April 6, 2006

New Technology Ensuring Every Scotland County Vote Counts

Every vote counts. That’s what proponents like to tell prospective voters when they encourage us all to get out and vote. Well, the Help America Vote Act (HAVA) has taken huge steps to ensure that every vote actually does count.

For the first time, voters in Scotland County got to witness the results of HAVA when they went to the polls April 4. While the bulk of the process remains unchanged, voters did receive a slightly different ballot, and were handed a special black pen to complete their voting. But the biggest change is the AccuVote Optical Scan machine, which has replaced the old fashioned ballot box.

This new technology has been put into place to insure that each vote is counted. The largest impact comes by insuring second chance voting. That doesn’t mean we get to vote twice, but it does mean that the machine scans each ballot for errors. When a mistake is detected, the ballot is immediately kicked back out to the voter, with a message describing the error. This allows the mistake to be corrected and insures that the ballot is counted. Previously, if an issue was miss-voted, it was not counted.

“We have already witnessed two or three instances of this, this morning,” stated Kathy McCoy of Henry A. Adkins & Sons, the company that installed the new machines. McCoy was on hand April 4th for the initial run of the eight machines.

The county installed an AccuVote Optical Scan at each of the seven voting precincts and one in the county clerk’s office for absentee ballots. In all the project cost a little more than $40,000 but was paid for by federal funding through HAVA.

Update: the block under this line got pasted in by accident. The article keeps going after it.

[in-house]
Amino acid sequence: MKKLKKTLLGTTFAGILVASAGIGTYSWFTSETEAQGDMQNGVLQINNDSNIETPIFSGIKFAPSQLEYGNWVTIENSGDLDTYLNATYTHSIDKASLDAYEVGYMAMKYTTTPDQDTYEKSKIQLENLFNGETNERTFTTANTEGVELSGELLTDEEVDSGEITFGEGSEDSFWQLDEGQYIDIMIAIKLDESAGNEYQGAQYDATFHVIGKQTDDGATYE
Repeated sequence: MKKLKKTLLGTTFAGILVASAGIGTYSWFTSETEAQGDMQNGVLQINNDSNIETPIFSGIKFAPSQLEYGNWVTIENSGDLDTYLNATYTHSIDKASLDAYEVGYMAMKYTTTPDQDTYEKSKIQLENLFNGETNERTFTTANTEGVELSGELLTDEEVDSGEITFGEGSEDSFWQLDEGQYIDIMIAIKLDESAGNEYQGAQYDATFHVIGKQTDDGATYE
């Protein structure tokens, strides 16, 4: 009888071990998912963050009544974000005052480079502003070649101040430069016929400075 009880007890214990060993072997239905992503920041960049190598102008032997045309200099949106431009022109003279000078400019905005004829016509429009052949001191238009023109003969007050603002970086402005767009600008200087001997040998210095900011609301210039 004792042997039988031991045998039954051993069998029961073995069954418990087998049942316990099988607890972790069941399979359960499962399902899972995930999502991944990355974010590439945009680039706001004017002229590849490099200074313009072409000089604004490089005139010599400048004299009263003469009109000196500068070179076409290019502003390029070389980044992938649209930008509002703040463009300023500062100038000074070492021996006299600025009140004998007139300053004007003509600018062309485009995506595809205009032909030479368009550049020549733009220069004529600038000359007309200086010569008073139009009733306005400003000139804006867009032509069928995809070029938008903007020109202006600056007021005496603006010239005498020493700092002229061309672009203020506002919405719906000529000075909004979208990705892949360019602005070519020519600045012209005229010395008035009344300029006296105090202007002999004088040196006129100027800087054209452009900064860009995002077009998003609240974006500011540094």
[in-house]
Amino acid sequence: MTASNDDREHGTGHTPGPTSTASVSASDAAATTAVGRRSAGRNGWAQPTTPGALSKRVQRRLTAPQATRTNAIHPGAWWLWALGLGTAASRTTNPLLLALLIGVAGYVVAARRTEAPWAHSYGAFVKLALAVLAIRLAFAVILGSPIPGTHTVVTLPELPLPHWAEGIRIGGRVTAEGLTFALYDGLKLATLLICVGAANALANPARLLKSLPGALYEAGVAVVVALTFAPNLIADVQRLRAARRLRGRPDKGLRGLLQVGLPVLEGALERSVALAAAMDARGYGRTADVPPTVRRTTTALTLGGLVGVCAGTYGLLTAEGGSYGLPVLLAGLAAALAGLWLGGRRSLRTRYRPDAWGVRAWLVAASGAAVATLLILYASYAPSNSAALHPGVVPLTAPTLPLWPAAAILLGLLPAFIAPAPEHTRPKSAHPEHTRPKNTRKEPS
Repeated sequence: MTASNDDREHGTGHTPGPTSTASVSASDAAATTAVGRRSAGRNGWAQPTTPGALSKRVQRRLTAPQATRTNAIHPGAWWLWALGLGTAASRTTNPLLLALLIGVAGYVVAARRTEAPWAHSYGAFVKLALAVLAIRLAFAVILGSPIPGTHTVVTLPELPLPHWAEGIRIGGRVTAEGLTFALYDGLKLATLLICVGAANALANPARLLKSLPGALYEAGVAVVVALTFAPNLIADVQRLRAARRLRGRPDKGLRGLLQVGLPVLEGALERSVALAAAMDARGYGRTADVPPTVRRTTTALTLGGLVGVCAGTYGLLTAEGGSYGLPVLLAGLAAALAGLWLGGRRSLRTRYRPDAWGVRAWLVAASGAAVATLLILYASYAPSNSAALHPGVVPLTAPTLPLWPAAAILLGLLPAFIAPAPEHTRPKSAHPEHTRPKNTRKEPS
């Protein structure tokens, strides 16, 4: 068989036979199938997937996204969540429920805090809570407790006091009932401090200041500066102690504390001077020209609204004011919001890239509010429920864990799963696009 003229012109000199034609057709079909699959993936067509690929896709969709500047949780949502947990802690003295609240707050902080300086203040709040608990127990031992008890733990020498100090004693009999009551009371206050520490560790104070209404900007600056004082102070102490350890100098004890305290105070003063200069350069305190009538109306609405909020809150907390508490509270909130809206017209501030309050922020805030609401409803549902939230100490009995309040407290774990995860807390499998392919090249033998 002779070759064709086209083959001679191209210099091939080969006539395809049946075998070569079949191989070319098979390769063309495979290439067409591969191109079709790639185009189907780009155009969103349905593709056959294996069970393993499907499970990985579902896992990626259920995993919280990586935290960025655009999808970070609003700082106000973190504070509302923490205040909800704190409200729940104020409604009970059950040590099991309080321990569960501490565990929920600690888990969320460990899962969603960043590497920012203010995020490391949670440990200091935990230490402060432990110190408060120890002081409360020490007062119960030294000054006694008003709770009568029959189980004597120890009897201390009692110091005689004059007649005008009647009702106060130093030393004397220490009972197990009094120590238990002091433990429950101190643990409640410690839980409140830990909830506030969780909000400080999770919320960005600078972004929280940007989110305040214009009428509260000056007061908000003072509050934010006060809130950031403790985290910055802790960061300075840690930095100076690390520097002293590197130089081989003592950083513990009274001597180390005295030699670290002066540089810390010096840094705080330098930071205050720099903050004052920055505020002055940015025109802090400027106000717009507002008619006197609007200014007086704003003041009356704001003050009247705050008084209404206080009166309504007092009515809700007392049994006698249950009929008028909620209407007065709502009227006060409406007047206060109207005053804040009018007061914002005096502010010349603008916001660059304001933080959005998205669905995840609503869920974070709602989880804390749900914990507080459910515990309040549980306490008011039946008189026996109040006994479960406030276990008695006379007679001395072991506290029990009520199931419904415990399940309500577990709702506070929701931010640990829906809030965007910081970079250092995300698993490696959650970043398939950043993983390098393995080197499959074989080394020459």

In addition to insuring second chance voting, the new machines also make the counting process much simpler.

County Clerk Betty Lodewegen stated the new technology means much quicker results and also likely will save the county money in the long run as fewer election workers will be required for tabulating the votes. The lone manual tabulating is done on write-in candidates, which the machine separates from the other ballots to allow quick assessment by the counters.

Lodewegen stated this is the first of a two-part transition for the county elections. In August the county will install seven new Direct Recording Electronics machines, one in each precinct. These touch-screen electronic voting machines are handicapped accessible and offer larger print as well as audio assistance for those special conditions. However, the machines can be used by any voter, as they simply allow a ballot to be cast directly on the screen instead of with the paper ballot and a pen.

With more than 250 votes run through the machines by 10:00 a.m. on election Tuesday, the transition appeared to have been made quite smoothly.

“We did training last week and so far today we have had zero problems,” McCoy stated. “Not only are these machines very voter friendly, they also are election worker friendly.”

McCoy praised the quick transition made by Scotland County. She indicated her company has machines in 63 other counties and noted this was one of the smoothest changes she had worked on.

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